This post is part 5 of a series. Read the rest of the series here:
Common mistakes designers make with clients – Part 1: Not signing a contract
Common mistakes designers make with clients – Part 2: Allowing a discount
Common mistakes designers make with clients – Part 3: Burning bridges
Common mistakes designers make with clients – Part 4: Working for family
There are a small number of things you can do that will completely ruin your relationship with a client.
After all, most clients are human too (notice I say most) and they understand if you get sick, get stuck in traffic, or have a strong opinion about something and want to voice your opinion. (Please note that most clients are tolerant to a point, but don’t push it, or you’re likely to be replaced.)
But if there’s one thing most clients won’t put up with, it’s missing deadlines.
That’s why today, ‘missing deadlines’ merits a post in our series Common mistakes designers make with clients.
Why missing deadlines is so terrible
As creatives and artists, we designers often think to ourselves, “What’s the big deal if I get this project to my client today or first thing tomorrow? I’ll polish it up tonight and it will be worth the wait!”
But many times our clients have strict deadlines (whether they have created their own schedule or are managed by someone else) that they have to meet and when designers disregard those deadlines, it can throw the scheduling of the entire project offline.
How to hit your deadlines every time
So how can you make sure you hit your deadlines every time? Let me offer a few suggestions. Here’s how I do it:
- Set a deadline together. Just because you have been hired by the client doesn’t mean that you have no say in when the deadlines are. Any client who can’t be flexible with your schedule, preexisting projects, and other scheduling elements might not be worth working with in the first place. (Yes, I’m talking about the client who calls you wanting a web site designed by the end of the week and only wants to pay a minimal fee. Just say ‘no’.)Decide on a deadline together as partners working together. Help your client understand how long it will take to produce a quality design. Both of you should be flexible when finding a deadline that works for everyone.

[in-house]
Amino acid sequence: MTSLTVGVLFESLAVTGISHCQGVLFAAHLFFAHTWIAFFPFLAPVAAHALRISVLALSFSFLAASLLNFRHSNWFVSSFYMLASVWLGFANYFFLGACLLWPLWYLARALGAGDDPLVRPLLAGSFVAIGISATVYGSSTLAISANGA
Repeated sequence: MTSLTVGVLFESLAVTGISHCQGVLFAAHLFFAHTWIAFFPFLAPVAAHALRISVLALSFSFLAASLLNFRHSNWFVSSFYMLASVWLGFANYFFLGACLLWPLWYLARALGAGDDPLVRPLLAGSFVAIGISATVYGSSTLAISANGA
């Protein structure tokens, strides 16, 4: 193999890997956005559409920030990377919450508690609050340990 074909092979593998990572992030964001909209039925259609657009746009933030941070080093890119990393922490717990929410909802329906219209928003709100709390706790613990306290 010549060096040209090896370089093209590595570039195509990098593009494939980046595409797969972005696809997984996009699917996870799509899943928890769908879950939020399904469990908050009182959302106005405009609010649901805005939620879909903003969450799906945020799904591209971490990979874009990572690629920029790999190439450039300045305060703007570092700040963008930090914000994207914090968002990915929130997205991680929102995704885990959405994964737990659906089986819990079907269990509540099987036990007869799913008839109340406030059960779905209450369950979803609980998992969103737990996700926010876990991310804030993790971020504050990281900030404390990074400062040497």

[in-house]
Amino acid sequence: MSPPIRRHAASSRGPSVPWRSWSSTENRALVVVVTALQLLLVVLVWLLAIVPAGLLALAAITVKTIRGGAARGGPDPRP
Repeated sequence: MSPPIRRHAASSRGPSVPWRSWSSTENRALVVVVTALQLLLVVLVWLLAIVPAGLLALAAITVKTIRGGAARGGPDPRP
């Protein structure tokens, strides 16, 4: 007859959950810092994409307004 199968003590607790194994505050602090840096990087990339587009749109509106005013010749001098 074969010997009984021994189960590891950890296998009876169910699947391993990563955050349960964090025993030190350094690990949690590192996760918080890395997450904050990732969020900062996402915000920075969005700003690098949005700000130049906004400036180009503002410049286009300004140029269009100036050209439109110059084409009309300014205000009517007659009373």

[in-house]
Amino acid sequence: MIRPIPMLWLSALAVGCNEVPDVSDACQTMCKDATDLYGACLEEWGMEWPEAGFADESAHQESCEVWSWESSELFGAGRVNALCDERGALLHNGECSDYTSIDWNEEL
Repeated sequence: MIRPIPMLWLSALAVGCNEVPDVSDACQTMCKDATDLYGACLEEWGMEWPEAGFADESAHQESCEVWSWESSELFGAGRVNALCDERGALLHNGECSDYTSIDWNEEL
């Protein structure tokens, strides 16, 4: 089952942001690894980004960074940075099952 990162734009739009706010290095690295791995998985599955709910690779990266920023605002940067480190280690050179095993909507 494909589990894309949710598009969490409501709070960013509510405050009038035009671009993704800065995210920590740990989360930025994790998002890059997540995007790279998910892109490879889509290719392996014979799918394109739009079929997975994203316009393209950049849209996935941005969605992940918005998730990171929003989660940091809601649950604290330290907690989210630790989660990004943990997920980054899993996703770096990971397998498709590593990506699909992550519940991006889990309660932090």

- Set mini-deadlines (or design milestones). After you and your client agree on a final deadline upon which the final project will be completed, create a list of mini-deadlines or design milestones.These sorts of mini-deadlines should be reasonable and clear and will help both you and your client stay on task.Set mini-deadlines for both parties. For example, set a deadline for when you, as a designer, will have a preliminary design finished. But then set a deadline for when your client will have collected all the feedback and emailed it to you. (Or whatever deadlines you need to set in order for it to all work smoothly.)
The day I started setting mini-deadlines was the day I started hitting my final deadlines every time. Give it a try, I think you’ll be pleasantly surprised with what you find.
- Under promise, over deliver. Offer deadlines that make your clients comfortable, but always give yourself a little extra time for those little issues that come up. Because things always come up. Whether you have a family issue, problems with another client, computer mishaps, or any number of surprises along the way – you should always be prepared for them.If you set a date that’s further out than when you truly expect to have the project completed, when these issues arise, you can still hit your deadline. If no issues arise you can deliver early. It’s a win-win.
How do you hit your deadlines?
I’m sure there are many of you deadline-hitting pros out there reading the blog post. What secrets and tips do you have for the rest of us on hitting our deadlines? Share with us by leaving a comment on this post. I always try to respond to the comments and really appreciate your added insight on the topic at hand!